For those of you who have been following the Londolozi posts and virtual safaris over the course of the last few months, you will be familiar with the mother cheetah and her two sub-adult male cubs that have been spending a great deal of time on the reserve. They traverse a huge area and can easily be found on our southern boundary one morning and then turn up just east of our camps 24 hours later – a testament to the natural size of their home range and nomadic tendencies (especially during this phase of their lives).
At this stage the mother will be under a great deal of pressure to provide for her offspring. This is not to say that she hasn’t been doing so for the last year, but now that the youngsters are nearly the same size as her, the food requirements for the trio has trebled in the last couple of months. Each and every kill that the mother makes is now divided up between the three of them forcing the mother to hunt nearly every day. On top of this pressure, cheetah sit rather low on the so called ‘predator hierarchy’ and regularly lose their hard earned bounty to hyenas and lions.
This testing time for the three cheetah has been rather entertaining for us to watch. Each time the cheetah are found there’s bound to be some action involved if we have the patience to wait and see what they get up to. The two sub-adults are at an awkward age where they are not quite yet experienced enough to contribute positively to the hunting forays. They are however visibly interested in learning from their mother. This can at times frustrate the mother as the youngsters spoil the hunt time after time. However there is a benefit to this, each mistake is a valuable lesson learnt and is banked in the memory of the sub-adults. In a few months time these sub-adults will be required to start making their own large kills, independent of their mother.
Here is a video from a few years back which demonstrates this behaviour where a mother cheetah encourages her offspring to deliver the final blow to an impala.
On a recent afternoon, we set off to relocate these three cheetah on an open marula crest. They had been found earlier that morning and to our luck were still lying down in the same spot that they were left. As the sun slowly dipped towards the horizon they began to shuffle about as the youngsters got restless. After sitting with them for a little over half an hour, they stood up and started heading east, pausing momentarily to scan the grasslands for any prey. They were clearly keen on a hunt should the opportunity present itself but we (and they) were in a race against the setting sun – we don’t view cheetah after dark and they aren’t likely to hunt then either.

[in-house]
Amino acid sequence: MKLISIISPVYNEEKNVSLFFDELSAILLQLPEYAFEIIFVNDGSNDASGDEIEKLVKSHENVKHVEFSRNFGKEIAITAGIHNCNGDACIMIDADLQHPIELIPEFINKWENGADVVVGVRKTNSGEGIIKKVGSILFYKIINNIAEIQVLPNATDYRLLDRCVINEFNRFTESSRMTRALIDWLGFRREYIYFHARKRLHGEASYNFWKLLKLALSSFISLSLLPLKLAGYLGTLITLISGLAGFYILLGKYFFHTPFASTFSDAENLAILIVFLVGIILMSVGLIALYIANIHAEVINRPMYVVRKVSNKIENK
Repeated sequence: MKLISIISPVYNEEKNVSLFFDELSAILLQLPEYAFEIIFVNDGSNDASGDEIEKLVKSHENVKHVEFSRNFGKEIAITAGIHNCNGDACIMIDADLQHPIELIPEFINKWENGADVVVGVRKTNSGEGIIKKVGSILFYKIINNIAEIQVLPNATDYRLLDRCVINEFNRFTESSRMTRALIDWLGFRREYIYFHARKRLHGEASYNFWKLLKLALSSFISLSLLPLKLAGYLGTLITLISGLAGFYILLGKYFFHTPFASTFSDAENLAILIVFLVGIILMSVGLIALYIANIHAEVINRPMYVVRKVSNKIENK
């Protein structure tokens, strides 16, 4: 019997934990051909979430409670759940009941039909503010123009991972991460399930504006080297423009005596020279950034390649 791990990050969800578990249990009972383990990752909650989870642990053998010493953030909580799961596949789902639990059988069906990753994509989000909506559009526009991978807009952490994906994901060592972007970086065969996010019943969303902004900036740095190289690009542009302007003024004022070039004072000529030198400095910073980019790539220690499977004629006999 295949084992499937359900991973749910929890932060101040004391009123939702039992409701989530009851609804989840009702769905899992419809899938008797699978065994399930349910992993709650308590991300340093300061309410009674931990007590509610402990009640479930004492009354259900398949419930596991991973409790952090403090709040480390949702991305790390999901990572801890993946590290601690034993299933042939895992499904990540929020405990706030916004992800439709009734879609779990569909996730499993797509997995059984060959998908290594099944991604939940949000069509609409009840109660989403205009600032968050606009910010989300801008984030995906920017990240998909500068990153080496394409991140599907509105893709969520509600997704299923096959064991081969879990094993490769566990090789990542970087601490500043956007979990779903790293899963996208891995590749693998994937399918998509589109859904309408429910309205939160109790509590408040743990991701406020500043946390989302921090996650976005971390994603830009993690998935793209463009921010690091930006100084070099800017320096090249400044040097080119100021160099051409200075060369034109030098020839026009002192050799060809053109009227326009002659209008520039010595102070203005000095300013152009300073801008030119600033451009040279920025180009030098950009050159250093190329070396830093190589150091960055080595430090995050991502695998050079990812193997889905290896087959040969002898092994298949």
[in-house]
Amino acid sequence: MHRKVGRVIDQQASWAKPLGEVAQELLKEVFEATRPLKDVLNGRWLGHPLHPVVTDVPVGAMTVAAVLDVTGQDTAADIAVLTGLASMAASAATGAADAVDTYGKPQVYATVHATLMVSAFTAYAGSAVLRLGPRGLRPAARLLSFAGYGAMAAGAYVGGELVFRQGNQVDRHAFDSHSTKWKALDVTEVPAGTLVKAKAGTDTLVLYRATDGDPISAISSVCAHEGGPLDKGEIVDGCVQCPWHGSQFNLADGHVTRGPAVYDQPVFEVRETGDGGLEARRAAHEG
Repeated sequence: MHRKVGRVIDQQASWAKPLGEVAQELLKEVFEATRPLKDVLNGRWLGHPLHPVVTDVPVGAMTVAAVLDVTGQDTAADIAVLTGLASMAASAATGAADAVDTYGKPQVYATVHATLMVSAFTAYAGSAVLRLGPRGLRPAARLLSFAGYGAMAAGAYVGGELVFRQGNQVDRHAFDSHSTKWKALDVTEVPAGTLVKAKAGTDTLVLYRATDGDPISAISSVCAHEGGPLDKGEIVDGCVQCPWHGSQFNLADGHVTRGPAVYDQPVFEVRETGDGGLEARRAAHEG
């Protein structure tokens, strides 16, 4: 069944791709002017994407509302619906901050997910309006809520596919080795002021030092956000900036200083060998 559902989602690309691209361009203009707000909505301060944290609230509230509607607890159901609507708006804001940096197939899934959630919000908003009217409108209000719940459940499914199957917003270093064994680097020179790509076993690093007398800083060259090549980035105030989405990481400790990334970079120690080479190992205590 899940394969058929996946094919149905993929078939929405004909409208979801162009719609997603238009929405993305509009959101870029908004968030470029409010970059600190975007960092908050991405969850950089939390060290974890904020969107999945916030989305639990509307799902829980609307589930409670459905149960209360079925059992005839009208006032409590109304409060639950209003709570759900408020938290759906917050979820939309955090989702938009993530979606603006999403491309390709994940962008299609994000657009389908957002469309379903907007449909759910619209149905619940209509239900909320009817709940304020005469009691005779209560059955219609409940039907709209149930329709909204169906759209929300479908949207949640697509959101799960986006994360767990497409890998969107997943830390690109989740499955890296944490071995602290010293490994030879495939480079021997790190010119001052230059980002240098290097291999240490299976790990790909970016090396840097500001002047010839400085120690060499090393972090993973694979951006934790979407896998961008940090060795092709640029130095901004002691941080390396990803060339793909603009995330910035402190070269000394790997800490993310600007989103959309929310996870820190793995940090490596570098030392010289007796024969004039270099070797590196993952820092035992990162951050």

A rutting impala ram in the distance then caught their attention and they made a turn towards the herd. The youngsters were clearly raring to go and moved a lot faster towards the herd than the mother did. She took herself up onto two separate termite mounds, slowly approaching the herd which was now roughly 200m away. Her patience and calculated movements were soon noticed by her young who then began to move slower, albeit still ahead of their mother.
We positioned our vehicle in such a way that we could see the cheetah to our front right (about 30m away) and the impala herd to our front left (still roughly 200m away on the edge of a thicket line). It was here that we would then sit for the next hour watching how the hunt played out. Communicating only through their body language, it was incredible to see how the two young males suddenly hung back further. They placed themselves in a small bush willow thicket and became spectators for the remainder of the hunt. The mother took a wide birth into the thicket that the impala were alongside. We lost sight of her but we were certain that she was making headway towards the herd.
As they began to settle down again the mother cheetah erupted from the thicket line behind the impala chasing them directly towards us!
After another 15 minutes one impala gave an alarm call. We scanned with our binoculars and saw a few perplexed impalas all looking in different directions. We suspected that they might have smelt the cheetah or were otherwise spooked by something else. As they began to settle down again the mother cheetah erupted from the thicket line behind the impala chasing them directly towards us! They then turned and we had our last glimpse of the cheetah about 2 meters from an impala. I switched the engine on and raced towards were we last saw her, passeing the chaos of alarming impala who had now stopped and turned to look back at her. She had caught one!
A young male impala lay between her jaws, pinned to the ground. You could see she was exhausted from the chase as she was trying to get her breath back while still suffocating the impala. The youngsters were visibly excited about the hunt and came bounding over through the clearing to join in on the feast. All three sat and fed quickly, making sure to get down what they could in case a hyena or lion arrived on the scene to rob them. We sat and watched them finishing up the kill with a fantastic sunset behind us before leaving them as darkness took over. What an incredible afternoon that we will never forget!